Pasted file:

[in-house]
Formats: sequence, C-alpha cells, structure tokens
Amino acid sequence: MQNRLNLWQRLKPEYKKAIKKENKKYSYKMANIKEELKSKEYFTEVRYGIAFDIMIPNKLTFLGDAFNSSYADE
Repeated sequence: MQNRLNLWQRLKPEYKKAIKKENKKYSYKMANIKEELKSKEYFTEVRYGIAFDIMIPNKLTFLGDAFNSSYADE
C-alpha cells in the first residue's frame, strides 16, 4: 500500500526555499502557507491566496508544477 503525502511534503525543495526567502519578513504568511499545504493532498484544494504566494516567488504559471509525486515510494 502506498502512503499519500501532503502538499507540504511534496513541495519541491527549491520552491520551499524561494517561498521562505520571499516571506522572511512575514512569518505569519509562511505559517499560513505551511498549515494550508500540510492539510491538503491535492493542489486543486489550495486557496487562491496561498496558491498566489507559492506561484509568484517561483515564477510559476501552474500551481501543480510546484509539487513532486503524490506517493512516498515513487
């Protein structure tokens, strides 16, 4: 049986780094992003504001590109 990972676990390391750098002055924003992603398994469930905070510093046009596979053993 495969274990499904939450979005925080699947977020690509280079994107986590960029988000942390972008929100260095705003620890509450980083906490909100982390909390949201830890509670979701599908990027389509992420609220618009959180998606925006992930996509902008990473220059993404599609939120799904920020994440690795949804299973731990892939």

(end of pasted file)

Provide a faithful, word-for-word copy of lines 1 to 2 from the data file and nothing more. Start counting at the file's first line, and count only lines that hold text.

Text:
[in-house]
Formats: sequence, C-alpha cells, structure tokens